Kellogg’s boasts one of those logos that has a lot of meaning behind it. The story goes that back in the day, William Kellogg would hand sign each and every one of his boxes of cornflakes for quality check reasons. It wasn’t until the 1910’s and 1920’s that the logo really began to take off, however.
Over the years, Kellogg’s has made very slight changes to the logo itself. The core typography has remained the same. Without a doubt, Kellogg’s is one of the most recognizable logo fonts in the world.
The famous American fast food joint, Wendy’s, just recently made the swap over to a handwritten font. Before, they were using a bold typeface that really didn’t compliment the restaurant as well as the new cursive font does.
On a small side note, the typography is paired with another custom aspect of the food chain: the image. The image is a portrait of the original founder’s daughter, Wendy. Overall, the new font is a way better fit for the brand, as the image and the font gives it a more personal touch.
Le Tour de France
Le Tour de France is a world famous bike race that takes place in none other than France itself. The logo that they chose to represent them is quite iconic as well.
Recently, the logo was updated with a smoother edge, in addition to a few other small changes. Still, though, you can see that this font looks very handwritten. Overall, the font hasn’t changed much since the new update, and it still looks great.
There is also a hidden image built within the typography in the logo. Can you spot it? Here’s a hint: it’s a bike race.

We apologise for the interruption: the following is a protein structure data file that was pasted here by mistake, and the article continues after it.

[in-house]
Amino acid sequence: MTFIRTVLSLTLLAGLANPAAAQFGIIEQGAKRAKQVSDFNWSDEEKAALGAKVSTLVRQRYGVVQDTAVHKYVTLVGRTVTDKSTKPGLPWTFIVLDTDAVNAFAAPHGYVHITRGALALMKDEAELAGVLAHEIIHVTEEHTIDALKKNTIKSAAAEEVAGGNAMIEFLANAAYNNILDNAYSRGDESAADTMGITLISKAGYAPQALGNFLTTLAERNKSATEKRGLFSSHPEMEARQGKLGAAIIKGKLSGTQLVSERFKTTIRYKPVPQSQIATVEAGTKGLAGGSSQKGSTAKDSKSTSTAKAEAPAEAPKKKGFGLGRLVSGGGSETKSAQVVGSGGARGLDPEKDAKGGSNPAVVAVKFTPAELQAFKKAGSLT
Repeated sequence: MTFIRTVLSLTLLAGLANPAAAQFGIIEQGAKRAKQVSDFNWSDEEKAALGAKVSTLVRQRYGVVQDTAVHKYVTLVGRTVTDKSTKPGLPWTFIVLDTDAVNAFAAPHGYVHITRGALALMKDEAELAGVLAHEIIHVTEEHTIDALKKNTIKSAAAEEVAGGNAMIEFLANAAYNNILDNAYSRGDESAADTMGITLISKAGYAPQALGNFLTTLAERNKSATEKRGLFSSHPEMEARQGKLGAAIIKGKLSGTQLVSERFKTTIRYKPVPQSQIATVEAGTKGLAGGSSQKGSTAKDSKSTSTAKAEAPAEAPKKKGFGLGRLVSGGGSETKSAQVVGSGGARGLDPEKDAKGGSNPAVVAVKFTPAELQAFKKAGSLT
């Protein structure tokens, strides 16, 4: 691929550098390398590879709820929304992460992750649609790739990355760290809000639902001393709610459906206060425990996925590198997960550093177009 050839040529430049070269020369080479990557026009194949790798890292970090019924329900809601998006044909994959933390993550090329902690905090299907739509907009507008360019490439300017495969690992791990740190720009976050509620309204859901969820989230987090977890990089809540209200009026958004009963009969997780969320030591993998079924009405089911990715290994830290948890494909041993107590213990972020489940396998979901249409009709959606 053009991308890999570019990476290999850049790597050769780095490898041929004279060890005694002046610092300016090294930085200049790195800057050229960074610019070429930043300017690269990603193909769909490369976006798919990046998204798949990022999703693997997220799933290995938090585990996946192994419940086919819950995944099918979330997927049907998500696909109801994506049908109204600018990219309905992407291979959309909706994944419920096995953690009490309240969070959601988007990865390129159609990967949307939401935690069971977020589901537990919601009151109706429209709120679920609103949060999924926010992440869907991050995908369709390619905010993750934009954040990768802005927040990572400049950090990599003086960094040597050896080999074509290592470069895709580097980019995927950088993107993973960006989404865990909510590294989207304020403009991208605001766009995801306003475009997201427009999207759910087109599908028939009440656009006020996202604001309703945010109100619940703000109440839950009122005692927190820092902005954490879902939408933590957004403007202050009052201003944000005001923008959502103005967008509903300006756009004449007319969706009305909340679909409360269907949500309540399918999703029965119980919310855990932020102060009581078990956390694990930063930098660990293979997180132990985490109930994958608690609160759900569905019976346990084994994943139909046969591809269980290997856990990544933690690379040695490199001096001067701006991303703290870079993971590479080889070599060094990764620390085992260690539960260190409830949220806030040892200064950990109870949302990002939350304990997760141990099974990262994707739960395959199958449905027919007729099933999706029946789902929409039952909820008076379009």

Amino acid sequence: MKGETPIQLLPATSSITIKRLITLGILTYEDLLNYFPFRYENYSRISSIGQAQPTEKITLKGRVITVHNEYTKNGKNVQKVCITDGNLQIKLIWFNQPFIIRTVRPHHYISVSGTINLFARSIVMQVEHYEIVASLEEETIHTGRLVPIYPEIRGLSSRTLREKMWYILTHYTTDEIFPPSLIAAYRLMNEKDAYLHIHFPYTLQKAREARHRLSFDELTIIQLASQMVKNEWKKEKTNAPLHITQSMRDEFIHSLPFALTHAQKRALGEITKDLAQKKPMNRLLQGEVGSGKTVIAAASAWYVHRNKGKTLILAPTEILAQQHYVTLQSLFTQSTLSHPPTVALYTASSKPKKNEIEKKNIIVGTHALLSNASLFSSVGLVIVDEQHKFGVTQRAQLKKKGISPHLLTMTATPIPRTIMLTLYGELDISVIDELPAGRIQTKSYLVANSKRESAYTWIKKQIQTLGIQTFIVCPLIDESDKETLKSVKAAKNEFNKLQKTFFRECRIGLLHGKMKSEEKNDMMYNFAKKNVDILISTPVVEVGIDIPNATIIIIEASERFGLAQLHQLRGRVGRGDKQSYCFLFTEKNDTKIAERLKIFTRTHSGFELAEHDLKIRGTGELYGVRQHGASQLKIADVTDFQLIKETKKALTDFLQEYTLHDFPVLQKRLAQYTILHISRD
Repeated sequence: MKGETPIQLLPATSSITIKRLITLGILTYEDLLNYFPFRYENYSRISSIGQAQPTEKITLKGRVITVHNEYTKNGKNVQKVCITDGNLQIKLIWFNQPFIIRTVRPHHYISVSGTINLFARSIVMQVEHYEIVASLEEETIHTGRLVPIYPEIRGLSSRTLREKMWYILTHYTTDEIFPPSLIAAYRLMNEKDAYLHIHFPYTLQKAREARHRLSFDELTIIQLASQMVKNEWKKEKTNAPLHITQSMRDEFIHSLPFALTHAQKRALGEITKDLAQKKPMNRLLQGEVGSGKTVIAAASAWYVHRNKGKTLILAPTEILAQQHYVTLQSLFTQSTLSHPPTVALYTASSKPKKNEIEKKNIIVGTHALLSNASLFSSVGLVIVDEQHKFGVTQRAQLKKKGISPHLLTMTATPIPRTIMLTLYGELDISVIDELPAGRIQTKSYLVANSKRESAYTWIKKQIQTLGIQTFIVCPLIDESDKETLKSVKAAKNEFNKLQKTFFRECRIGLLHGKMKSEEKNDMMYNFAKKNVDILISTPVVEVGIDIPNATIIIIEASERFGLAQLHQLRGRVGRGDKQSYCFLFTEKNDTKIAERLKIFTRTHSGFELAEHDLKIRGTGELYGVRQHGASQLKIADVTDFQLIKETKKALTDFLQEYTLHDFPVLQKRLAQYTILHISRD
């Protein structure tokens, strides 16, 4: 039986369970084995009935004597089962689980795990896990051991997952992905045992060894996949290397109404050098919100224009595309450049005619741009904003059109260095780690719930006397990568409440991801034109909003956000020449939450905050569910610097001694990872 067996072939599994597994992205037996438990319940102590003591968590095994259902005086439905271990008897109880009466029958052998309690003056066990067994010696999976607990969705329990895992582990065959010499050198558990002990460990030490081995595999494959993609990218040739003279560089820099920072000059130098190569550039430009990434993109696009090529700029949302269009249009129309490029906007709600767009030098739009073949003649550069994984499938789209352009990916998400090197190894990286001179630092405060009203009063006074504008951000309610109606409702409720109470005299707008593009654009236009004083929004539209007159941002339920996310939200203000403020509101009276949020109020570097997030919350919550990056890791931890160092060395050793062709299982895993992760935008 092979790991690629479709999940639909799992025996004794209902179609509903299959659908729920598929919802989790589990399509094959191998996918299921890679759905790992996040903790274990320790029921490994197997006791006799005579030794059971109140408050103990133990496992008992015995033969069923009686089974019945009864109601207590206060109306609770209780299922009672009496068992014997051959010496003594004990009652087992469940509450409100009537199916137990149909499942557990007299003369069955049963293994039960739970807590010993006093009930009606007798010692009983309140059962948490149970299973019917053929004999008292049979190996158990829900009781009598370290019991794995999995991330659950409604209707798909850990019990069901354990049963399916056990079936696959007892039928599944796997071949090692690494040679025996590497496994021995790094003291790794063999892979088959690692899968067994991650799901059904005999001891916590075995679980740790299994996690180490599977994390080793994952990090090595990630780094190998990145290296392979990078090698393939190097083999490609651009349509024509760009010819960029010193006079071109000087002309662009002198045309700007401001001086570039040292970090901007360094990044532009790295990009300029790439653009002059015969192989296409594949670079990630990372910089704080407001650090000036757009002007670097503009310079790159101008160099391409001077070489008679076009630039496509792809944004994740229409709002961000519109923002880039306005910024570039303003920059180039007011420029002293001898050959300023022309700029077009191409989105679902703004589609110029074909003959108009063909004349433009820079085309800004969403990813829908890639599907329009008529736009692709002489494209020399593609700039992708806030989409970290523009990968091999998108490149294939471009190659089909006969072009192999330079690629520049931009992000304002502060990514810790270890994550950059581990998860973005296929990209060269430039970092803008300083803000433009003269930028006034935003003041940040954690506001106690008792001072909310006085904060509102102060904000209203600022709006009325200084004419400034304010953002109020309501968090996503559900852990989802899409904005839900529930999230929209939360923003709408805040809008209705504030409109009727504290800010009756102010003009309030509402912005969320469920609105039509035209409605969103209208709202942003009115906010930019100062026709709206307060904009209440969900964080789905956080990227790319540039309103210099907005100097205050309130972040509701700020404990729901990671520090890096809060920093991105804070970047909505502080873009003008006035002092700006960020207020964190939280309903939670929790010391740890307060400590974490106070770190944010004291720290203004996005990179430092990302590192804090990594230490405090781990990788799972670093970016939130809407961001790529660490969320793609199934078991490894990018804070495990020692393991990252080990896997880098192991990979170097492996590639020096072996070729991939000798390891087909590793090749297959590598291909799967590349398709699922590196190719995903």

Over the years, Virgin has made quite a name for themselves. From their mobile phone services, to their trains and media outlets, they’re more popular now than ever.
If you take a look at their logo, it looks exactly as if someone with great handwriting decided to write the famous name in ink on a piece of paper. It’s a simple logo, but it’s kind of allowed to be with an incredible logo font like that.
All the inspiration you’ll ever need
If you’re looking for a nice handwritten logo font, there are plenty out there for you to download. What makes a logo truly unique, however, is the inability to be copied. Using custom typography usually isn’t cheap, but it is certainly worth it.
Using a truly handwritten font basically ensures that your logo (or whatever else you decide to use the handwritten font for) will be relevant for years to come. Take a look at any one of these examples of custom typography, and draw your inspiration. In 100 year’s time, you might still be using the same logo like Ford. Or, you might have a mega successful restaurant chain that is truly unique like Wendy’s. You really never know.
All-in-all, a custom, handwritten logo font is a great way to go, but it’s not for every brand. You really have to make sure that it fits the brand completely. After all, corporate bank doesn’t really scream “friendly.” The real lesson here is to make absolutely sure you pick the right font, and the success will follow.
Read More at Handwritten Fonts Inspiration – The 7 Most Famous Handwritten Fonts